How do I feel like I am doing everything I can in the workplace?
Last Updated: 09/21/2020 at 8:26pm
Zeina Ghoul, LLPC
I help guide clients to create positive change in a non-judgmental and supportive atmosphere.
Top Rated Answers
Be objective. Make goals and then measure yourself against them instead of trying to gauge your general feelings about your performance.
Personally for me, I know I'm doing everything I can when my superiors compliment and praise me for completing certain assignments. I also know I'm doing everything when I have a pile of work at the end of the day that I have completed. :)
Ask whoever is in charge at the time what you can do next, when you're finished a task. Before you leave, ask if there's anything else that can be done. Remember the responsibilities that were given to you for your specific position and go through them- are you completing them all to the best of your abilities? If you aren't sure how to do a task, or if you aren't sure what to be doing, ask questions!
Your feelings of adequacy are usually through our thoughts which frame our perception. This means that what others tell us in turn generate thoughts and then the feelings in response to that. The truth is, no can ever do every single thing right every time. Even the superstar CEOs have their days of inadequacies. The key is to focus on learning and be open to taking in feedback, constructive criticism. Your workplace performance is a part of you, it is not a reflection of the whole person you are. Keep doing your best and be open to feedback. However remember that you in yourself are enough. No one can make you feel inferior in any way unless you allow them to.
Just be sure to do the work you are assigned to do will ensure that you are doing what you need to do in the workplace. Also, if you decide to do a little extra, it can help you to feel like you accomplished even more above your call of duty.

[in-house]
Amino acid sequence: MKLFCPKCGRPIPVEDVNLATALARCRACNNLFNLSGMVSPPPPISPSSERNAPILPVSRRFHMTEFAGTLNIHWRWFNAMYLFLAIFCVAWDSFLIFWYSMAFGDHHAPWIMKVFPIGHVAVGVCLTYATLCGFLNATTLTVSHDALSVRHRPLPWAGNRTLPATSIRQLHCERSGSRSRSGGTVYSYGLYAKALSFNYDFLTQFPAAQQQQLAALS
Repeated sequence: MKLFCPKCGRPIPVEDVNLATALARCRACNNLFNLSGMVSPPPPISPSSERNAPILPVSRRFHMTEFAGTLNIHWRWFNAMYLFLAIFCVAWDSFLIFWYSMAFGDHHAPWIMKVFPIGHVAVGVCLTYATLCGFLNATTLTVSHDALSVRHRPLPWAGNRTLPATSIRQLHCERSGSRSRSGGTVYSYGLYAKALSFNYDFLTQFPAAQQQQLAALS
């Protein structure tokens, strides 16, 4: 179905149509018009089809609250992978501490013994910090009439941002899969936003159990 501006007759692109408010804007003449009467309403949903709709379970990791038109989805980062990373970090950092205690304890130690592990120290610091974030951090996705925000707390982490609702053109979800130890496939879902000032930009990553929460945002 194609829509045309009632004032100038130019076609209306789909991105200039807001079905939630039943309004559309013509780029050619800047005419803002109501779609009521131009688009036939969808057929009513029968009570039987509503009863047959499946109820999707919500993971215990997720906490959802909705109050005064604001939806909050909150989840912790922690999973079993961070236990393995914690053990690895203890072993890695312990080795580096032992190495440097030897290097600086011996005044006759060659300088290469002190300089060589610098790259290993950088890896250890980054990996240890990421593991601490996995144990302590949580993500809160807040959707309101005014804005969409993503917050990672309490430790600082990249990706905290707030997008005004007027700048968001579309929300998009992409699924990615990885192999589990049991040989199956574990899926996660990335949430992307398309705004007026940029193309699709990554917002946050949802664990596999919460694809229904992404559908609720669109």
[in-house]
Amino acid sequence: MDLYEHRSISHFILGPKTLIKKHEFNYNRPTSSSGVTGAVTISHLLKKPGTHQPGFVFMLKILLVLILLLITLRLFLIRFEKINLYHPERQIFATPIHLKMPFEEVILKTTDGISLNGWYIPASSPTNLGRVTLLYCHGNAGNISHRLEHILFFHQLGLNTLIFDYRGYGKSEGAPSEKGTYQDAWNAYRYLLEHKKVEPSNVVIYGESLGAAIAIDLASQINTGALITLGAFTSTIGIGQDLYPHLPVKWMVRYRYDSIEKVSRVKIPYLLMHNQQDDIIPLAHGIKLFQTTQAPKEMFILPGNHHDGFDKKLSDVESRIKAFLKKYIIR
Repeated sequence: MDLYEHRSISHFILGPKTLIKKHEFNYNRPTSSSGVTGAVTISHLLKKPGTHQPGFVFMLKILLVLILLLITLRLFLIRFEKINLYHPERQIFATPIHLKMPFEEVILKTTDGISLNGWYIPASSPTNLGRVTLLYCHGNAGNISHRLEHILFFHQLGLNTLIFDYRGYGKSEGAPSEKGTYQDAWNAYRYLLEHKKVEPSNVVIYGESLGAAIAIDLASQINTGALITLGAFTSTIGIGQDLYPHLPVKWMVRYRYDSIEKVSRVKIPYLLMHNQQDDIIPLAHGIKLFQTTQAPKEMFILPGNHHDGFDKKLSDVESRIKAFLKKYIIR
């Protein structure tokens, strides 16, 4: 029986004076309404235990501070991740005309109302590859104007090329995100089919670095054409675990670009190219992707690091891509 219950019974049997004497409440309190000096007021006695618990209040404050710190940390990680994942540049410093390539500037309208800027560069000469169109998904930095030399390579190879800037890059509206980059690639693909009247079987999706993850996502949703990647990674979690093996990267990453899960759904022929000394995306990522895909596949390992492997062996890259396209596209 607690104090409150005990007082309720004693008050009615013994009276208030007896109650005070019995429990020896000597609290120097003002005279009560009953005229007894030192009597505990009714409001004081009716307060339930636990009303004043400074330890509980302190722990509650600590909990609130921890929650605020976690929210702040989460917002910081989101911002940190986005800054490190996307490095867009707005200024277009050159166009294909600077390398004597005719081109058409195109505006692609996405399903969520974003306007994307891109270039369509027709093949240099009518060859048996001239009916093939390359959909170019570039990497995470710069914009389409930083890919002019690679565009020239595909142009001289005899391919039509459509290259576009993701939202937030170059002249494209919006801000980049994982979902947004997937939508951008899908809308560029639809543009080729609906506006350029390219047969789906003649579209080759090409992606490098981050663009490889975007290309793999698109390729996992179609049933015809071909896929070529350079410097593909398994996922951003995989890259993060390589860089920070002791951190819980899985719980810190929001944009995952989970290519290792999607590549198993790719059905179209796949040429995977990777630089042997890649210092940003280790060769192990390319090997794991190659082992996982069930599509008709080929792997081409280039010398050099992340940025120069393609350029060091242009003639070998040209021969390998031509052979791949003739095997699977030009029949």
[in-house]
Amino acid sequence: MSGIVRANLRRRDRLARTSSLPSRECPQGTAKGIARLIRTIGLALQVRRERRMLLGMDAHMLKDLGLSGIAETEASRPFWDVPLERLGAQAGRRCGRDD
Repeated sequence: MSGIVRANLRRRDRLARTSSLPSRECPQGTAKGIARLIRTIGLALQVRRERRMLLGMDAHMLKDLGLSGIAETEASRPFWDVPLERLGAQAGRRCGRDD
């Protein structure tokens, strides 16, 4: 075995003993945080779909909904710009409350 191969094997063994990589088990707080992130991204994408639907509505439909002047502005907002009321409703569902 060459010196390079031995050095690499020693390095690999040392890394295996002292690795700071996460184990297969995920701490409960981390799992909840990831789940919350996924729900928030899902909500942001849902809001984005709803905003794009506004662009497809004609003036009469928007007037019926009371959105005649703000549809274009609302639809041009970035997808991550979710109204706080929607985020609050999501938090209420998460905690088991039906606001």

That's a great question. I think everyone wants to know they are doing a good job at work, right? Different roles and jobs can differ greatly, but asking questions could be a way to get the answer. Ask yourself: Are you doing your personal best every day? Better yet, share with your immediate supervisor that you are trying your best, and ask for feedback. This might include coming up with a game plan for getting to the next level. This includes tackling any parts of your job that may need development. Bringing this up tells your manager that you are a committed employee who cares and wants to stick around for a long time. If talking to your supervisor is not comfortable, you can practice by asking your peers similar questions. If you have a co-worker that you truly admire, ask that person to share the reasons why they feel they are successful. Any or all of these actions should help you find the answer you seek.
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